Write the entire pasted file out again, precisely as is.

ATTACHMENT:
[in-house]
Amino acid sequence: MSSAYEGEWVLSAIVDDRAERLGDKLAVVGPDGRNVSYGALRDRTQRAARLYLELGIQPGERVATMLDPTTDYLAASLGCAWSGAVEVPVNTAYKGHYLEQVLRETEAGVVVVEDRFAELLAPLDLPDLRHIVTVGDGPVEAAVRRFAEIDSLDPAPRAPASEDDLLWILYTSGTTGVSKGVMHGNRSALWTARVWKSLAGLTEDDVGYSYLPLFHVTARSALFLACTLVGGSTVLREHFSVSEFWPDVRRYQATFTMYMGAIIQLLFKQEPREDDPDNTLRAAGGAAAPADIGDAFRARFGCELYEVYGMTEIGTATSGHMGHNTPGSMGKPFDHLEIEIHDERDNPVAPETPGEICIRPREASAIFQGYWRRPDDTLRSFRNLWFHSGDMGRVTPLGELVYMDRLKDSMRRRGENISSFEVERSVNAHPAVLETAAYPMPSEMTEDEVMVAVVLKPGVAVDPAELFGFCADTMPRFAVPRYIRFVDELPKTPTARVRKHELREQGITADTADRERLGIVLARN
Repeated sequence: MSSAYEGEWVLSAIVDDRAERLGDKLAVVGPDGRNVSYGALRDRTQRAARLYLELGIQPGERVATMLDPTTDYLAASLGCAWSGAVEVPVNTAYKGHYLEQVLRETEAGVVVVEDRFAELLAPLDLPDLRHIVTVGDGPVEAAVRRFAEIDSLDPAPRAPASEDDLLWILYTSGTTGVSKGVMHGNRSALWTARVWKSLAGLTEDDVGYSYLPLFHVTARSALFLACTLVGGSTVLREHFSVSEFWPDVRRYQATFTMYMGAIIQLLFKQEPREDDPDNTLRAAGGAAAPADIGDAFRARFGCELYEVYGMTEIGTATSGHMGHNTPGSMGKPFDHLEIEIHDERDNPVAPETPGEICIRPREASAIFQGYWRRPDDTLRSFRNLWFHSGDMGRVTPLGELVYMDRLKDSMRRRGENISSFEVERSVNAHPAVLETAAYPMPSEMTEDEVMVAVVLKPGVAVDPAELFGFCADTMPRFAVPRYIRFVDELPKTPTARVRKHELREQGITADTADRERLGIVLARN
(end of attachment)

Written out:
[in-house]
Amino acid sequence: MSSAYEGEWVLSAIVDDRAERLGDKLAVVGPDGRNVSYGALRDRTQRAARLYLELGIQPGERVATMLDPTTDYLAASLGCAWSGAVEVPVNTAYKGHYLEQVLRETEAGVVVVEDRFAELLAPLDLPDLRHIVTVGDGPVEAAVRRFAEIDSLDPAPRAPASEDDLLWILYTSGTTGVSKGVMHGNRSALWTARVWKSLAGLTEDDVGYSYLPLFHVTARSALFLACTLVGGSTVLREHFSVSEFWPDVRRYQATFTMYMGAIIQLLFKQEPREDDPDNTLRAAGGAAAPADIGDAFRARFGCELYEVYGMTEIGTATSGHMGHNTPGSMGKPFDHLEIEIHDERDNPVAPETPGEICIRPREASAIFQGYWRRPDDTLRSFRNLWFHSGDMGRVTPLGELVYMDRLKDSMRRRGENISSFEVERSVNAHPAVLETAAYPMPSEMTEDEVMVAVVLKPGVAVDPAELFGFCADTMPRFAVPRYIRFVDELPKTPTARVRKHELREQGITADTADRERLGIVLARN
Repeated sequence: MSSAYEGEWVLSAIVDDRAERLGDKLAVVGPDGRNVSYGALRDRTQRAARLYLELGIQPGERVATMLDPTTDYLAASLGCAWSGAVEVPVNTAYKGHYLEQVLRETEAGVVVVEDRFAELLAPLDLPDLRHIVTVGDGPVEAAVRRFAEIDSLDPAPRAPASEDDLLWILYTSGTTGVSKGVMHGNRSALWTARVWKSLAGLTEDDVGYSYLPLFHVTARSALFLACTLVGGSTVLREHFSVSEFWPDVRRYQATFTMYMGAIIQLLFKQEPREDDPDNTLRAAGGAAAPADIGDAFRARFGCELYEVYGMTEIGTATSGHMGHNTPGSMGKPFDHLEIEIHDERDNPVAPETPGEICIRPREASAIFQGYWRRPDDTLRSFRNLWFHSGDMGRVTPLGELVYMDRLKDSMRRRGENISSFEVERSVNAHPAVLETAAYPMPSEMTEDEVMVAVVLKPGVAVDPAELFGFCADTMPRFAVPRYIRFVDELPKTPTARVRKHELREQGITADTADRERLGIVLARN